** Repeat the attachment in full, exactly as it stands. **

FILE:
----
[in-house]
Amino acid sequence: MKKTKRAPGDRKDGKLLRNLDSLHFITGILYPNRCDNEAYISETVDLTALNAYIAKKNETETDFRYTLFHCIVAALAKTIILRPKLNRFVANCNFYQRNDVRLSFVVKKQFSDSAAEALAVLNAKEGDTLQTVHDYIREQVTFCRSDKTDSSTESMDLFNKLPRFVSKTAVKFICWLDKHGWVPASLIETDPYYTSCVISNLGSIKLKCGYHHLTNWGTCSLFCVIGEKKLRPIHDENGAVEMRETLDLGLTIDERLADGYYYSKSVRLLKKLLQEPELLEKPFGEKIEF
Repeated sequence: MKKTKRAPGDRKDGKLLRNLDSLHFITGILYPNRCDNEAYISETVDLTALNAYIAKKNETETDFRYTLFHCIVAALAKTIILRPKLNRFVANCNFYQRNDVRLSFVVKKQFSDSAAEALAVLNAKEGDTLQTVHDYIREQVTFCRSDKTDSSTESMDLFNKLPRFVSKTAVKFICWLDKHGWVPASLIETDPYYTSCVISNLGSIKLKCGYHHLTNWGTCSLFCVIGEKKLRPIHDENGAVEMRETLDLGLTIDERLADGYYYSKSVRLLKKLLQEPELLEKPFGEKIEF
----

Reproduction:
[in-house]
Amino acid sequence: MKKTKRAPGDRKDGKLLRNLDSLHFITGILYPNRCDNEAYISETVDLTALNAYIAKKNETETDFRYTLFHCIVAALAKTIILRPKLNRFVANCNFYQRNDVRLSFVVKKQFSDSAAEALAVLNAKEGDTLQTVHDYIREQVTFCRSDKTDSSTESMDLFNKLPRFVSKTAVKFICWLDKHGWVPASLIETDPYYTSCVISNLGSIKLKCGYHHLTNWGTCSLFCVIGEKKLRPIHDENGAVEMRETLDLGLTIDERLADGYYYSKSVRLLKKLLQEPELLEKPFGEKIEF
Repeated sequence: MKKTKRAPGDRKDGKLLRNLDSLHFITGILYPNRCDNEAYISETVDLTALNAYIAKKNETETDFRYTLFHCIVAALAKTIILRPKLNRFVANCNFYQRNDVRLSFVVKKQFSDSAAEALAVLNAKEGDTLQTVHDYIREQVTFCRSDKTDSSTESMDLFNKLPRFVSKTAVKFICWLDKHGWVPASLIETDPYYTSCVISNLGSIKLKCGYHHLTNWGTCSLFCVIGEKKLRPIHDENGAVEMRETLDLGLTIDERLADGYYYSKSVRLLKKLLQEPELLEKPFGEKIEF